Sustainable | iGEM Stockholm


S-POP and the future


Water is an essential and a shared resource hence what ensues in the Baltic sea is tightly connected to all life on the planet. In the early stages of developing our project, S-POP, sustainability and environmental concerns were at the forefront. After consultations with advisors and professors we found the issue of persistent organic pollutants (POPs) to be a pressing problem. The health and environmental concerns of "forever chemicals" such as PCBs and PFOS were highlighted by some experts due to their toxicity in low levels and bioaccumulation in living organisms. Our team, consisting of students within Biotechnology, Toxicology, Health, and Chemical sciences, had the opportunity to create an interdisciplinary project. S-POP was created to detect several pollutants in a modular biosystem that could be adaptable to other compounds as well. With the adaptability and the usage of low cost parts, our system would increase the accessibility of water monitoring.

Sustainable development goals (SDGs)

17 sustainable development goals were adopted by all UN member states in 2015. The 2030 SDG agenda provides a blueprint for a shared vision of peace and prosperity for the planet and humanity. The core of these 17 goals is an urgent call for action for a global partnership. Economic and social development must go hand in hand with global environmental protection and development. Actions must be taken to improve living standards and ensure the preservation of our oceans and forests United Nations, n.d.-a.

The main focus of S-POP is to prevent the pollution of oceans by "forever chemicals" that do not readily degrade naturally by monitoring these chemicals. Therefore the following SDG targets were of special interest during the development of our project:

"Target 6.1 : By 2030, achieve universal and equitable access to safe and affordable drinking water for all." United Nations, n.d.-b

To ensure the safety of drinking water, monitoring and management of all persistent organic pollutants are vital. The current measurements of pollutants in water are performed with expensive equipment such as HPLC. With our system, monitoring water could become more accessible. This could aid with the signaled funding gap of 61 percent needed to achieve national drinking water and sanitation targets United Nations, n.d.-b. With lower cost less funds are needed for this specific issue. The S-POP system could be contained in a single device, leading to the accessibility of a water monitoring system for everyone.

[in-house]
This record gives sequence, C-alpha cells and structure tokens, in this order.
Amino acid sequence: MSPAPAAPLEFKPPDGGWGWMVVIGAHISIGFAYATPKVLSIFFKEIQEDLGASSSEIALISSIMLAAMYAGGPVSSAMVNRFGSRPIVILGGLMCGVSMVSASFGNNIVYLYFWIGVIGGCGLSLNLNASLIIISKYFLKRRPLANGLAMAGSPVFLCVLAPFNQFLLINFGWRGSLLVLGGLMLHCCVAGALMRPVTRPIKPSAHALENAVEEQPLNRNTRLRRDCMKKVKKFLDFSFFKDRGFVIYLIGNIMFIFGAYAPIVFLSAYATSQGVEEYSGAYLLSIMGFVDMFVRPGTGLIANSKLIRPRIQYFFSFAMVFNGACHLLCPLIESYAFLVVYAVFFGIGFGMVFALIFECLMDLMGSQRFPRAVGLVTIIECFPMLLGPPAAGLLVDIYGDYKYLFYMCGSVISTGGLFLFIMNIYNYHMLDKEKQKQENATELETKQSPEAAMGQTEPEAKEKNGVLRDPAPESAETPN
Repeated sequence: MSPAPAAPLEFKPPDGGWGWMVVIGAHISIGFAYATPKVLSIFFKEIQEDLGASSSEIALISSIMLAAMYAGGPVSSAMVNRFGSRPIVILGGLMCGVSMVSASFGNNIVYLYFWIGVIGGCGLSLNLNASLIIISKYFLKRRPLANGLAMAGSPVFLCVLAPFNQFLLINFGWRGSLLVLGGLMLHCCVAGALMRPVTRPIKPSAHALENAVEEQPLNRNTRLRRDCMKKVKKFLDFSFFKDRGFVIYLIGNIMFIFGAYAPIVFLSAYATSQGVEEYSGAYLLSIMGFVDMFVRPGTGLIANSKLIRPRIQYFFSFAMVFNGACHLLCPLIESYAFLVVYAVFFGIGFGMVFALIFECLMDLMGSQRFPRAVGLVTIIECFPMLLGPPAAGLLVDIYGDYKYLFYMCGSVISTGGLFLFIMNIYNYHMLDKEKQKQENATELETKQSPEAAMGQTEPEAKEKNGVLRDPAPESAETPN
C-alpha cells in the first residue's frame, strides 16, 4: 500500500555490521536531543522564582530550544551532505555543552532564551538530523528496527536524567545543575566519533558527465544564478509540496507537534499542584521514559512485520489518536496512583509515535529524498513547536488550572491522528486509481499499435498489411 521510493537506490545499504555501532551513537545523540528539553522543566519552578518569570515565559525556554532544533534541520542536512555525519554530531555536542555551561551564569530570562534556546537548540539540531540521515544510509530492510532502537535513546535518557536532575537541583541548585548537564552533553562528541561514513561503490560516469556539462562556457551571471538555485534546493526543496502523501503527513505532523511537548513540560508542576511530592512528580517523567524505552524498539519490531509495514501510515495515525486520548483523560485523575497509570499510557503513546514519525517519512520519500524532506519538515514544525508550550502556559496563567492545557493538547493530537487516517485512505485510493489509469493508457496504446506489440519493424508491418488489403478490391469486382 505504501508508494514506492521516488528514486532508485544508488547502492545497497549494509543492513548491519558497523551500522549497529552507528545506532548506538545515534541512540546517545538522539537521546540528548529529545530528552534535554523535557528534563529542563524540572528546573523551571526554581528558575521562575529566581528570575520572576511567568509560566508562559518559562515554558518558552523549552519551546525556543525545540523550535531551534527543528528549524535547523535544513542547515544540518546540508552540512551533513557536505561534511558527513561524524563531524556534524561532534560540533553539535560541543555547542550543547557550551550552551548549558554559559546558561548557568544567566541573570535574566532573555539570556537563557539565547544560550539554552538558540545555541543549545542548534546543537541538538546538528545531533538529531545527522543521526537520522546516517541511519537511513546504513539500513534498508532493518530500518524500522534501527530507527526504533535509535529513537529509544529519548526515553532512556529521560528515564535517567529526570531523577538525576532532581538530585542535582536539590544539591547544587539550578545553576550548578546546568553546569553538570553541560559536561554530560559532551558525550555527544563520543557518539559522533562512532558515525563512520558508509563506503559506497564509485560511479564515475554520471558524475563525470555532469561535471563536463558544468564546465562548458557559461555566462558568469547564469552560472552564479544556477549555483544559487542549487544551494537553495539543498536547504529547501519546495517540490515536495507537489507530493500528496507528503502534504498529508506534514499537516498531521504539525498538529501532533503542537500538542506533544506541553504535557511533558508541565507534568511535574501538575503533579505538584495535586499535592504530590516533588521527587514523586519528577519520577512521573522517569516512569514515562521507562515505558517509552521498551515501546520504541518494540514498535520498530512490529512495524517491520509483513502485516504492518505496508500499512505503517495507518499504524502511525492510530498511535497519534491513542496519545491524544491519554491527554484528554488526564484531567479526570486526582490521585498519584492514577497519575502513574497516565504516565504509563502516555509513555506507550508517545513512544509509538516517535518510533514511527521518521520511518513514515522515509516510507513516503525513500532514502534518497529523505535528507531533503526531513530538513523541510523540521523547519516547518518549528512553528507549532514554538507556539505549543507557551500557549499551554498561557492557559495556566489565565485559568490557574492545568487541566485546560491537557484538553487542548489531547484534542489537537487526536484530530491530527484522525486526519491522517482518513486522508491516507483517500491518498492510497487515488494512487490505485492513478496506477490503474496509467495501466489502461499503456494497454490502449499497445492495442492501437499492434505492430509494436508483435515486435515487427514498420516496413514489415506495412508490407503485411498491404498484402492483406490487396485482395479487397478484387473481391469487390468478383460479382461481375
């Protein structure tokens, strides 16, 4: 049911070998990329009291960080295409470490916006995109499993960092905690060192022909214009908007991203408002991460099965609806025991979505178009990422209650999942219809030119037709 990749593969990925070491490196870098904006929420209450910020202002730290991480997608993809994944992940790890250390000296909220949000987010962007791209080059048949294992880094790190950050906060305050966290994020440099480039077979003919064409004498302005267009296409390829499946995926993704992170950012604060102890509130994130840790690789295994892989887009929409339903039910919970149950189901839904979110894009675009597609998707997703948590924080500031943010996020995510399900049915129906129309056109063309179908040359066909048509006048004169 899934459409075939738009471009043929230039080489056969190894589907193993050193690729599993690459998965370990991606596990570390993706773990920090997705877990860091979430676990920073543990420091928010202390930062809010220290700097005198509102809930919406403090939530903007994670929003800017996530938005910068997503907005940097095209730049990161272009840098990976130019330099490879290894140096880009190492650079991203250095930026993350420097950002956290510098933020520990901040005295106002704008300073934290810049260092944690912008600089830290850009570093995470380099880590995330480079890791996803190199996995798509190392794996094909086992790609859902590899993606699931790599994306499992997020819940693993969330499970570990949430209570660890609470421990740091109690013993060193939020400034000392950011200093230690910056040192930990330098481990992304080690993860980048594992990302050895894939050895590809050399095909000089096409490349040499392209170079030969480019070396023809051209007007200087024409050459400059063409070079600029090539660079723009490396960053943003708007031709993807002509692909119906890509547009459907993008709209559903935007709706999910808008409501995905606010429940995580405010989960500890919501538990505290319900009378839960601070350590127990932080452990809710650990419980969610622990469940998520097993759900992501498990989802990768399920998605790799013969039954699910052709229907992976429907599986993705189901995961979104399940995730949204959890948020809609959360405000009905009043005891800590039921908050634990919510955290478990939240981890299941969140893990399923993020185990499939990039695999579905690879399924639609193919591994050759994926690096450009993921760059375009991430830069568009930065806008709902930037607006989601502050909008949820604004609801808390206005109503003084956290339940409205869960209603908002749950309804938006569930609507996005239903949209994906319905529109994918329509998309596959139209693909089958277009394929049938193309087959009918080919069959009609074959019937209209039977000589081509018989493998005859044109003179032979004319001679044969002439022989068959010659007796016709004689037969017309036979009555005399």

"Target 6.3 : By 2030, improve water quality by reducing pollution, eliminating dumping and minimizing release of hazardous chemicals and materials, halving the proportion of untreated wastewater and substantially increasing recycling and safe reuse globally." United Nations, n.d.-b

By utilizing our modular biosensor; it would give a more accurate overall picture of the problem. With a well informed idea of the waste output from industries pollution and dumping could be monitored. The S-POP system can be adapted to detect a variety of compounds, and can therefore be modified to detect the most relevant pollutants. With the adaptability and lower cost, the monitoring would be more readily available to more municipalities and companies.

"Target 6.3.1 : Proportion of wastewater safely treated." United Nations, n.d.-b

Wastewater can be continually monitored for different pollutants without taking water samples. By reducing the cost of waste water management industries and corporations are financially incentivized to monitor pollution levels.

"Target 6.6 : By 2020, protect and restore water-related ecosystems, including mountains, forests, wetlands, rivers, aquifers and lakes." United Nations, n.d.-b

By putting the S-POP system in a single device it would provide the opportunity of direct measurements on site, including hardly accessible sites. With direct measurements some common sources of error linked with water samples e.g. transportation and degradation of compounds, can be avoided.

"Target 3.9: By 2030, substantially reduce the number of deaths and illnesses from hazardous chemicals and air, water and soil pollution and contamination." United Nations, n.d.-c

Faster and more accurate detection of pollutants will urge faster and more effective treatment of the water. Hence, less and less people will be exposed to these pollutants. Persistent organic pollutants are bioaccumulative, but by decreasing pollution levels there will also be a decrease in the risk of toxic effects.

Overall Impact

Overall, our suggested biosensor would have a positive feedback in different aspects of life including:


With cheaper equipment, not only is it profitable for the general population but it will incentivize larger corporations to implement these technologies since the cost would be smaller than the current methods. This is cost reduction is due to improvement of both equipment and minimizing the needed labour.


It's a part of our social and economic responsibility to improve current technologies and equipment to make it accessible for all. The world will improve faster if more people have the ability to monitor and test their water quality. With S-POP being an adaptable system it could be utilized for different situations.

Global environmental

Water is essential and a shared resource, what happens in the Baltic sea is later connected to all life on the planet. In preventing more accumulation of pollutants in the Baltic sea the global environment will slowly improve. And with continued efforts in monitoring the pollution it will be more manageable to prevent and protect our environment.